Honey from the Kleinen Schwestern Jesu, a local monastic group residing right outside Vienna, can be purchased at the Schottenstift Store in the 1st district.
If you want to support local beekeeping do purchase your honey not in the very large chains but in local stores.
 
And yet, bees are under threat. Most of you will be well aware of recent studies documenting dramatic declines in insect populations driven by deforestation, climate change, invasive species, industrialized agriculture, use of toxic pesticides and even light pollution, and bees are affected by the very same developments. In Austria alone, the honeybee population has shrunk by about 25 percent (around 100,000 beehives) between 1995 and 2015, and wild bees are just as much under threat. Across Europe, as well as in Austria and even in Vienna, there are a number of initiatives to support and protect bees, including but not limited to honey bees. Just a month ago, the use of pesticides was a major battleground. Just three weeks ago, the European Court of justice upheld a lower court’s ban on three insecticides linked to harming bees. It is amazing to note that Bayer went through three levels of courts to have this verdict confirmed, a court case that ran since 2013 and had the Austrian and the German Beekeeper Associations involved as major drivers.
So what can regular folks do to help? If you have a garden or a balcony: plant flowers liked by bees (nicely, most spices and herbs used for cooking fall into that category). Be a lazy lawn mower. Check out this little video - it shows quite specifically what you can do to help some of the hundreds of wild bees (in German, but very illustrative). Become a member or otherwise support organizations that support bees - there are too many to list here but you may want to focus on those that support beekeeping or are in the nature conservation space more broadly. Political lobbying really matters - not just against pesticides but also for more diversity in landscapes and agriculture. Think like a bee: Together, with many others, we can make a difference.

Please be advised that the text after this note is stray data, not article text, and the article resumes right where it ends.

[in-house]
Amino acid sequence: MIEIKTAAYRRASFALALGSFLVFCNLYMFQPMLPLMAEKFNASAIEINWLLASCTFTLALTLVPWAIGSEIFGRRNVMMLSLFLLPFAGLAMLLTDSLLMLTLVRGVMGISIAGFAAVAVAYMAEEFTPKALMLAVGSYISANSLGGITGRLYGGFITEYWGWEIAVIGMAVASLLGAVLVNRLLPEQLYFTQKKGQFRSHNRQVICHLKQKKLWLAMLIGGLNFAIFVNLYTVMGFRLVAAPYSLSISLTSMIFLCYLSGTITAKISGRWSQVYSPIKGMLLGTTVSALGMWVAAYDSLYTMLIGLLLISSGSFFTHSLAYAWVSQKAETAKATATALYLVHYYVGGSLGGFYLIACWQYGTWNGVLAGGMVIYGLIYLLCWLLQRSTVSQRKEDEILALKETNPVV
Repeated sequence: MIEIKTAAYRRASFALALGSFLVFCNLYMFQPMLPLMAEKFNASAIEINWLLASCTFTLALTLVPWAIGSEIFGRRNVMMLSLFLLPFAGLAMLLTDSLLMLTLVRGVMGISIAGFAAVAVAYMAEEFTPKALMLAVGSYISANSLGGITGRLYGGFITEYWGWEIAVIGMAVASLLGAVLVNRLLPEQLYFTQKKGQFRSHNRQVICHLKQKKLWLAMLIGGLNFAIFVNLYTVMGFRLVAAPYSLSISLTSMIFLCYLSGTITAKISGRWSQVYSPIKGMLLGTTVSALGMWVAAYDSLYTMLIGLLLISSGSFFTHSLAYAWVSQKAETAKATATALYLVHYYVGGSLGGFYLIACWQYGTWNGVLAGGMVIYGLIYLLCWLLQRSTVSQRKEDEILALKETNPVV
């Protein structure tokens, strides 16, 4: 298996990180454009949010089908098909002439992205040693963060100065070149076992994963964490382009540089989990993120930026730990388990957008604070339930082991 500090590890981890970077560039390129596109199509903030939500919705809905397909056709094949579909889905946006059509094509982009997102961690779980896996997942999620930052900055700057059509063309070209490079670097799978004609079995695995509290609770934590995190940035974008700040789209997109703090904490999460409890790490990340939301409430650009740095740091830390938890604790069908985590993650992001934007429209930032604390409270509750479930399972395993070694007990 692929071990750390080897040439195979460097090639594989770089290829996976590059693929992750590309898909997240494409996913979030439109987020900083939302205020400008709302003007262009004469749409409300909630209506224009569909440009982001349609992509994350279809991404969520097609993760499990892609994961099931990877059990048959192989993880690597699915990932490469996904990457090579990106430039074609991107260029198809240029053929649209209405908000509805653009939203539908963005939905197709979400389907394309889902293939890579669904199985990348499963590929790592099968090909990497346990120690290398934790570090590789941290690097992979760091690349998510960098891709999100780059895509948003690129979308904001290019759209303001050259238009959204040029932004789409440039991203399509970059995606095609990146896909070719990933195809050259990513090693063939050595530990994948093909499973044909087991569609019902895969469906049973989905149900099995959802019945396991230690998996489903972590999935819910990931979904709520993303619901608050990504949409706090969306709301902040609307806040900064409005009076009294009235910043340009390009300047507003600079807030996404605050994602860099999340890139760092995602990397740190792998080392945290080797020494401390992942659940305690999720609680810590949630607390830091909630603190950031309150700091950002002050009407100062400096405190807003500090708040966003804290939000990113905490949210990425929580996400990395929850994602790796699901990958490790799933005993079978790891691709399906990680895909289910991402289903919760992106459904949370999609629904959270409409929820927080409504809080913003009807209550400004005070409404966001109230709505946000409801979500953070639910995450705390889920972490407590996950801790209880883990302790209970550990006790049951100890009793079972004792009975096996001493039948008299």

To get started, do go out and get to know the bees in your neighbourhood!  Vienna, self styled city of bees, offers amazing opportunities for this: About 700 beekeepers manage around 5000 hives within the city limits. A great place to start are the beehives on Vienna’s cemeteries, including the Marxer Friedhof (across from Mozart’s grave) or the Zentralfriedhof, but don’t forget the Botanical Garden, the top of the Kunsthistorische Museum, the Kunsthaus Wien, or the rooftops of various hotels, the chancellery, the city hall and the opera.  And do get yourself some local honey! A good address is the Schottenstift - where you can also find the very honey produced by the Kleinen Schwestern. Enjoy!

Urban Beekeeping is not only possible but also encouraged here in Vienna. These beehives can be found on the Marxer Friedhof in the 3rd district.
Picture taken from the FB site of Biezen, one of the local urban beekeepers. 
Want to be part of Christ Church Vienna's CreationKeepers? Got some ideas for us? Suggestions or questions? Please contact us at This email address is being protected from spambots. You need JavaScript enabled to view it.. We'd love to hear from you...!

Blog #19: A long long night at Christ Church - and across town ...

May 20, 2021 
Rosie Evans
A long Long Night at Christ Church is coming your way, no joke! You may want to mark Friday, May 28th, in your calendars …  The LivingLight Blog is bringing Christ Church’s participation in Vienna’s Lange Nacht der Kirchen (the Long Night of the Churches) to you because this year’s focus is all about Taking Care of Creation (Bewahrung der Schoepfung). Psalm 104:20  “.. and you made the darkness, so the animals in the forest could come out at night” provides the overall setting. And indeed, there is lots to check out all over town. Our very own Christ Church Vienna will be offering Animal Blessings on the Go, hoping to see visits by those that own and love animals, between 6pm and 9pm, to have their pets blessed and explore our church and what we are about. For those interested, a prayer service will be offered at 8:30 pm. Pet-less but curious? You are welcome, too, of course! Do drop by, with or without a pet ;-).